Supporters of medical marijuana have presented a compromised bill they hope lawmakers will pass instead of House Bill 1100.
The bill would push back the implementation of medical marijuana, but not as much as Governor Kristi Noem is asking for.
Supporters and nearly 70 percent of South Dakota voters approved IM 26, which was supposed to be implemented by July 1st of this year, that’s why they’re proposing a compromised timeline to help put an end to House Bill 1100.
“House Bill 1100a really envisions freezing everything and then forming an interim committee to really re-write the law,” Matthew Schweich, the Deputy Director of the Marijuana Policy Project said.
Supporters who helped write IM 26 are fighting to ensure the measure is implemented as intended.
“Very sick patients and their families put this on the ballot just like we were asked, for them to come in the last three and half weeks of session to try to overturn the will of the voters and delay it is heartbreaking and incredibly frustrating,” Melissa Mentele with New Approach South Dakota said.
Lawmakers across the state are hearing similar frustrations.
“Our supporters across South Dakota have been sending thousands and thousands of emails, making hundreds of calls, urging their legislators to oppose HB 1100a,” Mentele said.
“There are people in our cities and our state that are waiting for the use of medical marijuana that have very good reasons and medical histories that need to have that treatment option,” Rep. Taylor Rehfeldt (R) of Sioux Falls said.
Members of both houses are divided on the issue; in Sioux Falls over the weekend, four of seven lawmakers at a legislative coffee said they would not support HB1100 as written.
“We believe that many legislators genuinely want to represent their constituents, they’re looking for a commonsense approach and that’s what our proposed legislation is,” Mentele said.
The proposal moves back the deadline for implementing much of IM 26 to next January during the 2022 legislative session.
“We do want to recognize that a delay in implementation is partly justified due to the Department of Health’s important role in managing South Dakota’s pandemic response, that is one of the reasons we are presenting this compromise,” Schweich said.
“You know, when the pandemic came around, I think the public was completely confident in the health department’s ability to deal with that. Same with this issue. When the voters decided, yes, we agree with IM 26, we trust the health department. we believe in them,” Rep. Greg Jamison (R) of Sioux Falls said.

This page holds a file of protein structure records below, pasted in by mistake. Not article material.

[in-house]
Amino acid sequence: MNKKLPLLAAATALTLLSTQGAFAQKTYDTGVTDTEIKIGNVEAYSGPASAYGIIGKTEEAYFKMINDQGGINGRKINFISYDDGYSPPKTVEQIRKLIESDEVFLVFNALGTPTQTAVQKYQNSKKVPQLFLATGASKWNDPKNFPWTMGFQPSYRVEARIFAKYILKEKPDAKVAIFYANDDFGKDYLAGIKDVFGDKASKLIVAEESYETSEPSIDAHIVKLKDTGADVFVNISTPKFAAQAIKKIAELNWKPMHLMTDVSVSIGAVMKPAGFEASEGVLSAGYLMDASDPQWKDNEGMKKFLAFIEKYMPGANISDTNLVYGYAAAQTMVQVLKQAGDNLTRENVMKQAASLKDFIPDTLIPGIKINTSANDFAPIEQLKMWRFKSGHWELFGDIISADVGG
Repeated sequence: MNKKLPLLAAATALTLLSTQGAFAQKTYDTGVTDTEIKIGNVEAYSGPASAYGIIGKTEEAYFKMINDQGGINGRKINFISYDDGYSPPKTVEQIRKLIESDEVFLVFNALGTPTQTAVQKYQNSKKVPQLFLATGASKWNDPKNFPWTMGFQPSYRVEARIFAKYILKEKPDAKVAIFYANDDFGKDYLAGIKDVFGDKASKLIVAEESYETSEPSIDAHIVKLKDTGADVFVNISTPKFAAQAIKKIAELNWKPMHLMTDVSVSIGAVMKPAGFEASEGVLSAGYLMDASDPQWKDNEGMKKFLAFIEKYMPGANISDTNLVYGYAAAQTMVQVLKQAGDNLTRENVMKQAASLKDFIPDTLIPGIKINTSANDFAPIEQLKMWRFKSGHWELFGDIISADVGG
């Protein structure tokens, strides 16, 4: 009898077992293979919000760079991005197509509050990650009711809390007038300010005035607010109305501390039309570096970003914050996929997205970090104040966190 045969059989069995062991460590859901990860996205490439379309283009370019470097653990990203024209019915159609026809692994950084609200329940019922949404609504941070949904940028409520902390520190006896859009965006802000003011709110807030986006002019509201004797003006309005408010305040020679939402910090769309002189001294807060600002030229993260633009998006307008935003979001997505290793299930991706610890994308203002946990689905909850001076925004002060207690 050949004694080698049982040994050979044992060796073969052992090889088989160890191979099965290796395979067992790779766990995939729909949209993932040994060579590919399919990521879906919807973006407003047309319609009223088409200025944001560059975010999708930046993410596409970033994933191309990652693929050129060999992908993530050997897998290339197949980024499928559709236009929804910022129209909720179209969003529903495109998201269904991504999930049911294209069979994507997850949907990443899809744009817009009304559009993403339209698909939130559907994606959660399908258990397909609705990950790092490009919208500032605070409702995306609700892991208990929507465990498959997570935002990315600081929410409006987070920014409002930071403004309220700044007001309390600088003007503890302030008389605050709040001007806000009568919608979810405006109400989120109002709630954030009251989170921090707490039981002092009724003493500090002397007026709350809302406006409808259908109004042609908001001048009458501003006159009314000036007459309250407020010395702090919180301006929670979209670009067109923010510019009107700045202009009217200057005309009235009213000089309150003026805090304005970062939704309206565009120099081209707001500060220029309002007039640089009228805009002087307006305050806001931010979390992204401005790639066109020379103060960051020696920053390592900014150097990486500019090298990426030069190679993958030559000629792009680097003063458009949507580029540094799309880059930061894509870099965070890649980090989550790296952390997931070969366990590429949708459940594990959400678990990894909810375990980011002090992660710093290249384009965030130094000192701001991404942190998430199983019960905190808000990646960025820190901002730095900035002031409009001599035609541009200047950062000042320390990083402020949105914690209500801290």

This new timeline is still much sooner than what’s proposed in HB1100, but it does require one significant change to still be enacted this summer.
“Legal protections for medical marijuana patients starting July 1 is non-negotiable for us. We refuse to accept any situation in which someone who is sick and suffering, trying to live a happier, healthier more productive life is criminalized,” Schweich said.
Rep. Greg Jamison has requested this proposed compromise as HB 1100G.
Supporters say the proposed legislation makes the following changes to SDCL 34-20G (the statute established by Measure 26):
– Extends the deadline for the Department of Health to write rules and regulations for the medical marijuana program from October 29, 2021 to January 31, 2022 (HB 1100A proposed October 31, 2022).
– Extends the deadline for issuing registry identification cards to qualifying medical marijuana patients from November 18, 2021 to January 31, 2022 (HB 1100A proposed November 21, 2022).
– Ensures that specific legal protections are provided to medical marijuana patients before registry identification cards are issued. These protections will take effect on July 1, 2021, which is what Measure 26 currently requires (HB 1100A proposed delaying these protections to July 1, 2022).
– Extends the deadline for establishing a secure phone- or web-based verification system for registry identification cards from October 29, 2021 to January 31, 2022 (HB 1100A proposed July 1, 2022).
– Extends the deadline for the Department of Health and Department of Education to establish a medical marijuana policy for schools from fall 2021 to January 31, 2022 (HB 1100A proposed removing the deadline entirely).
– Expands the medical cannabis oversight committee in size and scope and directs it to report back to the Legislature with any recommended legislation by December 15, 2021.
– Increases reporting requirements for the Department of Health and the oversight committee in order to monitor the pace of the implementation process.
– Clarifies limits on home cultivation by medical marijuana patients.